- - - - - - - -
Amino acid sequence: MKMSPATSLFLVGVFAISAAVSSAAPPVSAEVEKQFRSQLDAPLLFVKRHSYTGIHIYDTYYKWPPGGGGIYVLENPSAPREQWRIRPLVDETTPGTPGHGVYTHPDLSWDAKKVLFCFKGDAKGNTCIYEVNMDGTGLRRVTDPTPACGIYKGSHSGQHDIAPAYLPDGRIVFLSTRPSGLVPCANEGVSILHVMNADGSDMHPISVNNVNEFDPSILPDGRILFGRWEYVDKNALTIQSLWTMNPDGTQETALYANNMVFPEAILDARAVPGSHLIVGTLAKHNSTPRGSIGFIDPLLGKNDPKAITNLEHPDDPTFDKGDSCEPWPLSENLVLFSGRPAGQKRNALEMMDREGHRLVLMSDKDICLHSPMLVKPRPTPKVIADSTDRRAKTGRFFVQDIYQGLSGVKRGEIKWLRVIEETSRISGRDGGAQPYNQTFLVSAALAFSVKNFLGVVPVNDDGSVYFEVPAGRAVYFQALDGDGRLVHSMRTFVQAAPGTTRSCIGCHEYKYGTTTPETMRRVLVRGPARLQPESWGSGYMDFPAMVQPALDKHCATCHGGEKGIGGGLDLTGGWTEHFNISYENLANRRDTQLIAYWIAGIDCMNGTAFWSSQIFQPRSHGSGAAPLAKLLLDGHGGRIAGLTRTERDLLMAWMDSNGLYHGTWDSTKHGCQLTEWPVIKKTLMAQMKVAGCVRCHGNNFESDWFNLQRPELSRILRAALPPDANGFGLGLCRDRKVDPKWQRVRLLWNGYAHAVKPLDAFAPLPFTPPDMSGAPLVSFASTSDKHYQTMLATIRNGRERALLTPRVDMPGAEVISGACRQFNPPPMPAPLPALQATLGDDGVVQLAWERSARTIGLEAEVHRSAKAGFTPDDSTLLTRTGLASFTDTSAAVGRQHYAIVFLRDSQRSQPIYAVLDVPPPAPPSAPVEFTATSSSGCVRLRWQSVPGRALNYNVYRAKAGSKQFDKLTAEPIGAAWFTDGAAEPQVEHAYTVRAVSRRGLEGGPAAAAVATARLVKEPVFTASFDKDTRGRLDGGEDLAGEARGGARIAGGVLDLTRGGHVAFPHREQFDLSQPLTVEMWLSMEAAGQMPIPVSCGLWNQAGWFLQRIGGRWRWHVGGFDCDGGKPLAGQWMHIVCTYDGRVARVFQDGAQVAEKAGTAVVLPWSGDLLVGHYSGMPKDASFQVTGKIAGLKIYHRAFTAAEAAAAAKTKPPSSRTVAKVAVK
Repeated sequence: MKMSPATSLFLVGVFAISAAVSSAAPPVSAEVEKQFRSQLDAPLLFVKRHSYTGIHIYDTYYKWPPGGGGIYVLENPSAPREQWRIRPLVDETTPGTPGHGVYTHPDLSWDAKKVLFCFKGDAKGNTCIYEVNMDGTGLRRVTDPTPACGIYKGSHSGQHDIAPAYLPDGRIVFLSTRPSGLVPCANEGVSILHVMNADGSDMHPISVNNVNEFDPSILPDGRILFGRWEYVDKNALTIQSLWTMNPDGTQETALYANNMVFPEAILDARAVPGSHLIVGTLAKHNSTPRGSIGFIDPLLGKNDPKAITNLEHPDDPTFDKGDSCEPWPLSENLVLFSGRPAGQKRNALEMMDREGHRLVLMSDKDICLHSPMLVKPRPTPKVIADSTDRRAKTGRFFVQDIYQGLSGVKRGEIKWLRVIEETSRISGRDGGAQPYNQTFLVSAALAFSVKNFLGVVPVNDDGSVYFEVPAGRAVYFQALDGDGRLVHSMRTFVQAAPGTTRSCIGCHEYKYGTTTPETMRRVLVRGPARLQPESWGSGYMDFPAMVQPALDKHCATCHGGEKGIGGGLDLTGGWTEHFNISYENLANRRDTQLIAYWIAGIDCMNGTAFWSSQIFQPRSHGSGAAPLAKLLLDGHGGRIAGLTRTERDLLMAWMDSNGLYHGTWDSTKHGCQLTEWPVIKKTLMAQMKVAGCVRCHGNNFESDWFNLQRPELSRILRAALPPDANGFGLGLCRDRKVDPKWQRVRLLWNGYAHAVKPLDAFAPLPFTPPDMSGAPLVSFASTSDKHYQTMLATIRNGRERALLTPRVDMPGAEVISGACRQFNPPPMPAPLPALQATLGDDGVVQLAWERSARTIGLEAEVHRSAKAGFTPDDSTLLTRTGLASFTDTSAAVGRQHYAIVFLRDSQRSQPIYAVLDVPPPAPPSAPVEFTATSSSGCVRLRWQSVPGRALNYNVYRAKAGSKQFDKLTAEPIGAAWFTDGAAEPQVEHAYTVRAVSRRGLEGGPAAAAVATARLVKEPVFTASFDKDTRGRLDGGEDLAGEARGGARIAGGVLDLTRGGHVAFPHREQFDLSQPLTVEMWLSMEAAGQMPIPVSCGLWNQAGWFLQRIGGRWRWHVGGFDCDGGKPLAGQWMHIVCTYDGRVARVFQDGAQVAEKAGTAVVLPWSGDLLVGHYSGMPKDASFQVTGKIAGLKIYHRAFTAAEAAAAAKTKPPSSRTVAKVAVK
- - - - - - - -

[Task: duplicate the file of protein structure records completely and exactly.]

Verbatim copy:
Amino acid sequence: MKMSPATSLFLVGVFAISAAVSSAAPPVSAEVEKQFRSQLDAPLLFVKRHSYTGIHIYDTYYKWPPGGGGIYVLENPSAPREQWRIRPLVDETTPGTPGHGVYTHPDLSWDAKKVLFCFKGDAKGNTCIYEVNMDGTGLRRVTDPTPACGIYKGSHSGQHDIAPAYLPDGRIVFLSTRPSGLVPCANEGVSILHVMNADGSDMHPISVNNVNEFDPSILPDGRILFGRWEYVDKNALTIQSLWTMNPDGTQETALYANNMVFPEAILDARAVPGSHLIVGTLAKHNSTPRGSIGFIDPLLGKNDPKAITNLEHPDDPTFDKGDSCEPWPLSENLVLFSGRPAGQKRNALEMMDREGHRLVLMSDKDICLHSPMLVKPRPTPKVIADSTDRRAKTGRFFVQDIYQGLSGVKRGEIKWLRVIEETSRISGRDGGAQPYNQTFLVSAALAFSVKNFLGVVPVNDDGSVYFEVPAGRAVYFQALDGDGRLVHSMRTFVQAAPGTTRSCIGCHEYKYGTTTPETMRRVLVRGPARLQPESWGSGYMDFPAMVQPALDKHCATCHGGEKGIGGGLDLTGGWTEHFNISYENLANRRDTQLIAYWIAGIDCMNGTAFWSSQIFQPRSHGSGAAPLAKLLLDGHGGRIAGLTRTERDLLMAWMDSNGLYHGTWDSTKHGCQLTEWPVIKKTLMAQMKVAGCVRCHGNNFESDWFNLQRPELSRILRAALPPDANGFGLGLCRDRKVDPKWQRVRLLWNGYAHAVKPLDAFAPLPFTPPDMSGAPLVSFASTSDKHYQTMLATIRNGRERALLTPRVDMPGAEVISGACRQFNPPPMPAPLPALQATLGDDGVVQLAWERSARTIGLEAEVHRSAKAGFTPDDSTLLTRTGLASFTDTSAAVGRQHYAIVFLRDSQRSQPIYAVLDVPPPAPPSAPVEFTATSSSGCVRLRWQSVPGRALNYNVYRAKAGSKQFDKLTAEPIGAAWFTDGAAEPQVEHAYTVRAVSRRGLEGGPAAAAVATARLVKEPVFTASFDKDTRGRLDGGEDLAGEARGGARIAGGVLDLTRGGHVAFPHREQFDLSQPLTVEMWLSMEAAGQMPIPVSCGLWNQAGWFLQRIGGRWRWHVGGFDCDGGKPLAGQWMHIVCTYDGRVARVFQDGAQVAEKAGTAVVLPWSGDLLVGHYSGMPKDASFQVTGKIAGLKIYHRAFTAAEAAAAAKTKPPSSRTVAKVAVK
Repeated sequence: MKMSPATSLFLVGVFAISAAVSSAAPPVSAEVEKQFRSQLDAPLLFVKRHSYTGIHIYDTYYKWPPGGGGIYVLENPSAPREQWRIRPLVDETTPGTPGHGVYTHPDLSWDAKKVLFCFKGDAKGNTCIYEVNMDGTGLRRVTDPTPACGIYKGSHSGQHDIAPAYLPDGRIVFLSTRPSGLVPCANEGVSILHVMNADGSDMHPISVNNVNEFDPSILPDGRILFGRWEYVDKNALTIQSLWTMNPDGTQETALYANNMVFPEAILDARAVPGSHLIVGTLAKHNSTPRGSIGFIDPLLGKNDPKAITNLEHPDDPTFDKGDSCEPWPLSENLVLFSGRPAGQKRNALEMMDREGHRLVLMSDKDICLHSPMLVKPRPTPKVIADSTDRRAKTGRFFVQDIYQGLSGVKRGEIKWLRVIEETSRISGRDGGAQPYNQTFLVSAALAFSVKNFLGVVPVNDDGSVYFEVPAGRAVYFQALDGDGRLVHSMRTFVQAAPGTTRSCIGCHEYKYGTTTPETMRRVLVRGPARLQPESWGSGYMDFPAMVQPALDKHCATCHGGEKGIGGGLDLTGGWTEHFNISYENLANRRDTQLIAYWIAGIDCMNGTAFWSSQIFQPRSHGSGAAPLAKLLLDGHGGRIAGLTRTERDLLMAWMDSNGLYHGTWDSTKHGCQLTEWPVIKKTLMAQMKVAGCVRCHGNNFESDWFNLQRPELSRILRAALPPDANGFGLGLCRDRKVDPKWQRVRLLWNGYAHAVKPLDAFAPLPFTPPDMSGAPLVSFASTSDKHYQTMLATIRNGRERALLTPRVDMPGAEVISGACRQFNPPPMPAPLPALQATLGDDGVVQLAWERSARTIGLEAEVHRSAKAGFTPDDSTLLTRTGLASFTDTSAAVGRQHYAIVFLRDSQRSQPIYAVLDVPPPAPPSAPVEFTATSSSGCVRLRWQSVPGRALNYNVYRAKAGSKQFDKLTAEPIGAAWFTDGAAEPQVEHAYTVRAVSRRGLEGGPAAAAVATARLVKEPVFTASFDKDTRGRLDGGEDLAGEARGGARIAGGVLDLTRGGHVAFPHREQFDLSQPLTVEMWLSMEAAGQMPIPVSCGLWNQAGWFLQRIGGRWRWHVGGFDCDGGKPLAGQWMHIVCTYDGRVARVFQDGAQVAEKAGTAVVLPWSGDLLVGHYSGMPKDASFQVTGKIAGLKIYHRAFTAAEAAAAAKTKPPSSRTVAKVAVK